General Etiquette > Life...in general

Is there any way for me to ask for the sofa back?

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Raintree:

--- Quote from: NyaChan on January 09, 2013, 01:26:39 AM ---For my part, I'd consider approaching her to ask to buy it.  I know it is a little off since the sofa was given to her outright, but this isn't really a social relationship, it is a limited-time business one so I think if you approach it in a business-like fashion, you could pull it off.   "Do you still have the sofa that I gave you when I moved in?  If you ever decide to sell it, I actually still have the other half of the sectional and would be happy to buy it."  Maybe even put in a line about how it is hard to match furniture you already have to new pieces in stores?

--- End quote ---

I agree. Sure, I also agree that it's technically rude to ask for it back. But situations are not always so black and white. Maybe she is tired of that sofa anyway and wondering what to do with it herself. Maybe she wants to replace it. (Or maybe she already got rid of it). Sometimes situations are win-win even if they aren't technically following etiquette rules. It can't hurt to ask, especially if it's phrased in such a way as not to be a demand. If the OP offers to buy it back, rather than asking to have it back, it comes off as less entitled. For all she knows the response could be, "Oh no, please take it!! I've regretted bringing it in here as it takes up too much space and doesn't match the curtains."

sourwolf:

--- Quote from: NyaChan on January 09, 2013, 01:26:39 AM ---sourwolf, I don't think it is unreasonable of posters to want to discuss the issue even if you've already come to your own decision of how to proceed. 


--- End quote ---

I hope that's not how I was coming across!  My only frustration is with the posters who keep on suggesting that I need to buy a new soda when I have already said several times that that is not an option.  It feels slightly like an adult telling a child what they "should" be doing (maybe eating peas) regardless of the child saying that it's not going to be possible (who knows maybe they are allergic to peas.)
The suggestions/discussion is great, it's the repeated suggesting of something I said wont work that's a little off putting.

dawbs:

--- Quote from: sourwolf on January 09, 2013, 07:22:37 AM ---
--- Quote from: NyaChan on January 09, 2013, 01:26:39 AM ---sourwolf, I don't think it is unreasonable of posters to want to discuss the issue even if you've already come to your own decision of how to proceed.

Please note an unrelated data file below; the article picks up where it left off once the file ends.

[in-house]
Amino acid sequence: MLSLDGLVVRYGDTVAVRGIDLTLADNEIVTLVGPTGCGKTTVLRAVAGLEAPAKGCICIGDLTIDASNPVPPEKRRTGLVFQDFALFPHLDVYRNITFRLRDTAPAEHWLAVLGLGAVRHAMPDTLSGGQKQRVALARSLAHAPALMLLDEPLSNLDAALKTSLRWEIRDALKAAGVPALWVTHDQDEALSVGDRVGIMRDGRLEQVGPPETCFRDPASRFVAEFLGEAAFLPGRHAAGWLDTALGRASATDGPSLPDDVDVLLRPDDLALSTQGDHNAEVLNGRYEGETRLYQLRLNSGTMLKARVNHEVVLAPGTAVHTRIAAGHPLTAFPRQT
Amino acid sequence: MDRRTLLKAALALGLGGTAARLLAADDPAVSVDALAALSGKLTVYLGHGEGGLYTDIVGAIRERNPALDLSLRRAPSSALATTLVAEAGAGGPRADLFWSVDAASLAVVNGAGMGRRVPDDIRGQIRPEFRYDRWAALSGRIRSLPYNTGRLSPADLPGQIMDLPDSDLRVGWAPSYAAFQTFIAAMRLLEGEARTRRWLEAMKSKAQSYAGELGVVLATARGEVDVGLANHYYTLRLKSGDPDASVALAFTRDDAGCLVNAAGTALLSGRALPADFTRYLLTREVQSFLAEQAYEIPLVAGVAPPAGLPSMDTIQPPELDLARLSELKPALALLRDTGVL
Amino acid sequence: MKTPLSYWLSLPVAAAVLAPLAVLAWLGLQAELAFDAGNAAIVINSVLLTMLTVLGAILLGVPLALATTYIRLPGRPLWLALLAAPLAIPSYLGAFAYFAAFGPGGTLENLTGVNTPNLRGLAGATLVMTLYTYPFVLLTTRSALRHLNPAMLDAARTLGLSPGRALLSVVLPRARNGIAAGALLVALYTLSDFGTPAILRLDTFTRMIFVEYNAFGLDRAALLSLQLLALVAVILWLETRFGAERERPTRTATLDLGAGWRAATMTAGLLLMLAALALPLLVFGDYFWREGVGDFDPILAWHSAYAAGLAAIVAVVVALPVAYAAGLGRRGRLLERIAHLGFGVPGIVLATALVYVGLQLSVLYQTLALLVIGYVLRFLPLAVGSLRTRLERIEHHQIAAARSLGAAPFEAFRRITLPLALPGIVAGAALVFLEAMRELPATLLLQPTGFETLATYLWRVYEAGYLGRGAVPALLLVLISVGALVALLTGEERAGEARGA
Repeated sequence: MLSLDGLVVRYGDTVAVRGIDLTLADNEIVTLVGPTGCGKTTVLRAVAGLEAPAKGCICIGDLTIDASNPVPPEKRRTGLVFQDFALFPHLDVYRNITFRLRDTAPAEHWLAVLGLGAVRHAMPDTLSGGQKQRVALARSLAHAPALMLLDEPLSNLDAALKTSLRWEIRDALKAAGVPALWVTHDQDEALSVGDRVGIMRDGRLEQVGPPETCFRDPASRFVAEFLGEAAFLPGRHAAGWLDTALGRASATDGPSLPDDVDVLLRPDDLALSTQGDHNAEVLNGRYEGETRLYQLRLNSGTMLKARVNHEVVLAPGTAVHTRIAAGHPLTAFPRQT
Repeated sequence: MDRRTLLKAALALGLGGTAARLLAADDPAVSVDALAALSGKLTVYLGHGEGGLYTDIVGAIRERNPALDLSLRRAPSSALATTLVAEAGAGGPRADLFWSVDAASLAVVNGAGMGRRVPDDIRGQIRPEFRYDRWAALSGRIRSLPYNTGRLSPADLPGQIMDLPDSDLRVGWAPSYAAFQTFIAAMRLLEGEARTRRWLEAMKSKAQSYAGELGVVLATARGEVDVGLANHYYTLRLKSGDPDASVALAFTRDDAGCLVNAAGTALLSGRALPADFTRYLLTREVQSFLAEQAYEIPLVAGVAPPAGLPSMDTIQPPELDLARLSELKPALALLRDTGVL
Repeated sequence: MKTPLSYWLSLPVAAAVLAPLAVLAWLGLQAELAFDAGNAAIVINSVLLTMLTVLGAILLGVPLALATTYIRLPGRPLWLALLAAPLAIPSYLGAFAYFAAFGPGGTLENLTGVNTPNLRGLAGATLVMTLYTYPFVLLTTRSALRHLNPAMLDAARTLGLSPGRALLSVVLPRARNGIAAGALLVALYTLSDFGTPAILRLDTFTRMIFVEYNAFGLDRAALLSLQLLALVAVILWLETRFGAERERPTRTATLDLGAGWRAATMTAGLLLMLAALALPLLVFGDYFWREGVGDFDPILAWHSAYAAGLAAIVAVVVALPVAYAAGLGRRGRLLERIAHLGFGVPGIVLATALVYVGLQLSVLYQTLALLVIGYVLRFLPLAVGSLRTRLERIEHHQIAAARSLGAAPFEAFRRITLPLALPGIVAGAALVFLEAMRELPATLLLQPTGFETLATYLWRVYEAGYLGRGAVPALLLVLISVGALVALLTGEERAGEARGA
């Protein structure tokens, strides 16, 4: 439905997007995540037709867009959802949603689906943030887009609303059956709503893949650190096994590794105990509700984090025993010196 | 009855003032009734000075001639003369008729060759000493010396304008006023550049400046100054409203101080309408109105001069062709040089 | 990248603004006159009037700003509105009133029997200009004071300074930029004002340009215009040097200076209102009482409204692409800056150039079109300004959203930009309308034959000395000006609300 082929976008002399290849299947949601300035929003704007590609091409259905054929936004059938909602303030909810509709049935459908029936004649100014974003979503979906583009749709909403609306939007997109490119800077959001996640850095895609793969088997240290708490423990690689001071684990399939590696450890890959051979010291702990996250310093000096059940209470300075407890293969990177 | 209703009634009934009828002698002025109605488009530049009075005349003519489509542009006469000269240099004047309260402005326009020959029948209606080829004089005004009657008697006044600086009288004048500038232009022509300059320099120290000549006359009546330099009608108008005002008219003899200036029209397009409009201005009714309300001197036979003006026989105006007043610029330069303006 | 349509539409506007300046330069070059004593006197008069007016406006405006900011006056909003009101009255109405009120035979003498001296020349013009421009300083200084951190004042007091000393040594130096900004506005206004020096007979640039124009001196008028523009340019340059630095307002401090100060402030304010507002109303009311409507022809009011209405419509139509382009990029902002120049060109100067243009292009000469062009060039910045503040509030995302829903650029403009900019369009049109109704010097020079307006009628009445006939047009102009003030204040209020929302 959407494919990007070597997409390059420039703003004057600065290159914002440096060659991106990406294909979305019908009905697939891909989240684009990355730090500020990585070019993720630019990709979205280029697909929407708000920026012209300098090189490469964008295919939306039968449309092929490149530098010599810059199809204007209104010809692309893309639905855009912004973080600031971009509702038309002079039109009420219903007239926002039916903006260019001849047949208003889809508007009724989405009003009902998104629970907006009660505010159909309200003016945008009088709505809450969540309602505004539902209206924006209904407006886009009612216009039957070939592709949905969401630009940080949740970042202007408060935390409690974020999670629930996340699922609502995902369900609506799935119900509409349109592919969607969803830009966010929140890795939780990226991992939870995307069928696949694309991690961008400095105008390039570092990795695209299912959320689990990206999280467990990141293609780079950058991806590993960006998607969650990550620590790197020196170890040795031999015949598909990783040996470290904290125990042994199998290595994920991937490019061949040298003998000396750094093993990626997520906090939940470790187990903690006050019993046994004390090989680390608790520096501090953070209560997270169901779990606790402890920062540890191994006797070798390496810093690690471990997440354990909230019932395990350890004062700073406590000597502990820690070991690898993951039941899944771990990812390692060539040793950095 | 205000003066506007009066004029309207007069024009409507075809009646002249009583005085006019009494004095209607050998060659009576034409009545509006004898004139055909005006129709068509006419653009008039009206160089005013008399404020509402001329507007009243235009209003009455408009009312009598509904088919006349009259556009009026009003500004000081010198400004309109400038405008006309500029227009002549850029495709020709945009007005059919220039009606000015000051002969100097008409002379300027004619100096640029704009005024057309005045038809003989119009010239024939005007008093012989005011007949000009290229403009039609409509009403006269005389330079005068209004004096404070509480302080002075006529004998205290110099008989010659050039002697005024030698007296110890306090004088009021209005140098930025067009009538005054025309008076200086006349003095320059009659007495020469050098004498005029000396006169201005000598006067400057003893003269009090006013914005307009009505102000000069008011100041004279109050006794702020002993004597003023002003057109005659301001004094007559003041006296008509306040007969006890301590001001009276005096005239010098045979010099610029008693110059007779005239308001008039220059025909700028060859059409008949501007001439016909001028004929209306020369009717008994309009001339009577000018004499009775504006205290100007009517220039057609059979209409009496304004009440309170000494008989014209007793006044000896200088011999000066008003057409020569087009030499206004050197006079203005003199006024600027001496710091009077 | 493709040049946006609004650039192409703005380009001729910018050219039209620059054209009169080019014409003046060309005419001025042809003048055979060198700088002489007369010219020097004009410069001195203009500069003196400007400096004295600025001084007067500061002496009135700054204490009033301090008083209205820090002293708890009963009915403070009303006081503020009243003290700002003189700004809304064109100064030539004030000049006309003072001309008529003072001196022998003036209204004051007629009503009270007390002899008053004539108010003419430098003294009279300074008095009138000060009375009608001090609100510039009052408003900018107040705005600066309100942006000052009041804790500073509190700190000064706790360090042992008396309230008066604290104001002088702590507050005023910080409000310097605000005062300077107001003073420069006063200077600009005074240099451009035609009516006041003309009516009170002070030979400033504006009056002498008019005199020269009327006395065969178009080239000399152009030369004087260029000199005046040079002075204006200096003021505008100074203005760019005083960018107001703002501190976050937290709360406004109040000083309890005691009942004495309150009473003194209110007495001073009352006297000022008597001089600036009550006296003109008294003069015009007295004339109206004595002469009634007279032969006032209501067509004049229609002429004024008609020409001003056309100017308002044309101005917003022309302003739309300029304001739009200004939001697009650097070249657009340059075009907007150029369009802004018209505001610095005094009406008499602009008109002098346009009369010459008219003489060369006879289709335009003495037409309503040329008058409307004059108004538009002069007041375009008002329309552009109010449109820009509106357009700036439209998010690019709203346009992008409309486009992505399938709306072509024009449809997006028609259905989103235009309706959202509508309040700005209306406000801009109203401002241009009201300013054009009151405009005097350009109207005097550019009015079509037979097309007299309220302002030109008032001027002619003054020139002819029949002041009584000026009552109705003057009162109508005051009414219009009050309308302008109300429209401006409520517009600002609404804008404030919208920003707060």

--- End quote ---

I hope that's not how I was coming across!  My only frustration is with the posters who keep on suggesting that I need to buy a new soda when I have already said several times that that is not an option.  It feels slightly like an adult telling a child what they "should" be doing (maybe eating peas) regardless of the child saying that it's not going to be possible (who knows maybe they are allergic to peas.)
The suggestions/discussion is great, it's the repeated suggesting of something I said wont work that's a little off putting.

--- End quote ---

I think some of that is because you volunteered to buy *her* a sofa.
If you're willing to buy her a sofa, how is that significantly different than buying yourself one?  If it would work for you to buy her a replacement sofa, it's puzzling that you just getting yourself the replacement won't work.

Shoo:

--- Quote from: TootsNYC on January 09, 2013, 12:37:28 AM ---
--- Quote from: sourwolf on January 08, 2013, 10:44:18 PM ---
Toots thanks for your suggestion but unless the tide massively turns, it seems like the consensus is that it's rude for me to mention, in any way, something that hints that I'd like the sofa back.

--- End quote ---

I'm the absolute first to mention buying it from her. So don't discount that possibility just because everybody else got all wrapped up in the whole "asking for it back" concept.

--- End quote ---

I agree with Toots.  What harm is there in asking if you can buy it from her?  If she's so in love with her piece of the sectional that she won't consider selling it to you so you can have the complete set, then fine.  Move on and never mention it again.  But she's your friend, so just go ahead and ask her if it's even remotely possible! 

Sometimes the "rules" don't need to be so strictly enforced between close friends. 

SciFiLeslie:
Honestly if she is a friend, I don't see the harm in asking or offering to buy it back.

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